If you believe you're ready for a new credit card, keep an eye out for rewards. Make sure you understand the differences between the various types of cards — such as balance transfer or low-interest — to find the one that best fits your needs. Credible can help you easily compare cards to maximize rewards every time you swipe.
5. Retool your budget
Summer can bring new expenses to your budget if you're planning a vacation, paying for summer camp or daycare while kids or out of school or working on home improvement projects. Consider blocking off time over the Memorial Day weekend to review your budget, specifically checking for:
Expenses that have increased.
Expenses that have decreased.
New expenses you may pay temporarily over the summer or heading into the fall.
Changes to your income.
Getting in tune with your budget now can help you come up with a plan for smarter spending (and hopefully, savings) over the summer months.
For example, if you have a child that's headed off to college in August or September, you should be thinking now about what you may need to pay or pre-pay ahead of time to get them ready for school.
6. Shop around for new rates
If you haven't updated your cell phone, cable or car insurance coverage lately, Memorial Day could be a good time to shop around for a better deal.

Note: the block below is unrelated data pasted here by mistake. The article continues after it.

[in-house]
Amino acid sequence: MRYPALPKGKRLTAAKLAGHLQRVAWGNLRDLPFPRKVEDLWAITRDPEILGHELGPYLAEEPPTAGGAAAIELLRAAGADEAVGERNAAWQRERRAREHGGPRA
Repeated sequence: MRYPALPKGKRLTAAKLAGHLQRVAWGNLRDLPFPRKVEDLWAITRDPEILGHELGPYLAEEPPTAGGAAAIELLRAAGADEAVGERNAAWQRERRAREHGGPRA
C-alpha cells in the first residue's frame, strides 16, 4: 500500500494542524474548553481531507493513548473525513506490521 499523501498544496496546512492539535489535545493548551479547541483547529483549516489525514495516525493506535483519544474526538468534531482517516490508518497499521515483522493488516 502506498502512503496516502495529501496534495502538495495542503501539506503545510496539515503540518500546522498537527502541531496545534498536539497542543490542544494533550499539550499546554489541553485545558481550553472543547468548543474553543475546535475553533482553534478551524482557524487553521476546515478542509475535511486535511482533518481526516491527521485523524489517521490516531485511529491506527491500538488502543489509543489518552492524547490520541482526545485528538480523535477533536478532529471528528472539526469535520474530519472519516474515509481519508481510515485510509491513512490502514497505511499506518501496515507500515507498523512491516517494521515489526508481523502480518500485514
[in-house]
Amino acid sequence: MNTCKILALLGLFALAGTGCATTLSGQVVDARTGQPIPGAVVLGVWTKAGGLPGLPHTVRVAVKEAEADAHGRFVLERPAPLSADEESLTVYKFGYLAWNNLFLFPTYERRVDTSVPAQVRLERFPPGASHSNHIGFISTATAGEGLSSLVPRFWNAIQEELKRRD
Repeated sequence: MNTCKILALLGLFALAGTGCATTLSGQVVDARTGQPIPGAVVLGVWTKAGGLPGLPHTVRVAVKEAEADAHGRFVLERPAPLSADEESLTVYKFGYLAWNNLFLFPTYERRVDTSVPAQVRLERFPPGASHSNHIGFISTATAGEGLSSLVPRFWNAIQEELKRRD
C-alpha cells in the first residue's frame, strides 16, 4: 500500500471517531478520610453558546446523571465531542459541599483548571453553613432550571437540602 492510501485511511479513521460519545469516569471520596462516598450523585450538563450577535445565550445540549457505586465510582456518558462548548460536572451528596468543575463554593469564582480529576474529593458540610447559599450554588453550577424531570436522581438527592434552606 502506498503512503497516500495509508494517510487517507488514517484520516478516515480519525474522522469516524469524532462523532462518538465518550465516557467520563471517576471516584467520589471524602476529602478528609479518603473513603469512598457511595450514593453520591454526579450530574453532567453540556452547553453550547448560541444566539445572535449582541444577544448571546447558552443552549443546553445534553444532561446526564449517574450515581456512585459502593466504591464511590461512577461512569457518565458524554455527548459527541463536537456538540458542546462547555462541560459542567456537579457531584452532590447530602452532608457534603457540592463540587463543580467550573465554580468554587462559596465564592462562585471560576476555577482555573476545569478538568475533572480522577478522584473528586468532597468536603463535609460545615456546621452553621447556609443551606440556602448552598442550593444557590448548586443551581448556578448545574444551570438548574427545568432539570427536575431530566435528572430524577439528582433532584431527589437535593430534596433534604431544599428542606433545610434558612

"If you have multiple choices, always make them compete for your business," said Terrill.
For example, you may be able to save on car insurance by bundling it with your homeowner's insurance or moving to another insurer. Switching from a contract cell phone service to a prepaid option could also add to your monthly savings.
It's also worth taking a closer look at your bank to see if a switch makes sense. If the APY on your savings account has dropped, for instance, or your bank has increased checking account fees then moving to a different bank could put money back in your pocket.
7. Check your investments
If you have a 401(k) plan or individual retirement account, check those around Memorial Day to see how much money you've contributed for the year so far.
With your employer's retirement plan, you should be on track to at least fully max out the company matching contribution, if one is offered. Review your IRA contributions to see how much you've contributed toward the annual limit and what you may need to save during the second part of the year to max out your account.
While checking investment accounts, keep taxes in mind. Contributions to a traditional 401(k) or IRA are tax-deductible, so pouring as much money as possible into those accounts could work in your favor at tax time.
If you have money in a taxable brokerage account, you may need to think about harvesting losses to avoid getting hit with a large capital gains tax bill. Talking to a financial advisor or tax professional can help you figure out how to minimize investment taxes.
If you're reluctant to spend the Memorial Day weekend sifting through bank statements or shopping for interest rates, consider the long-term payoff.
"It will help you ensure that your financial plan is working, that you're sticking to it and that it still meets your needs," Terrill said. "Things change in life, so should your financial plan."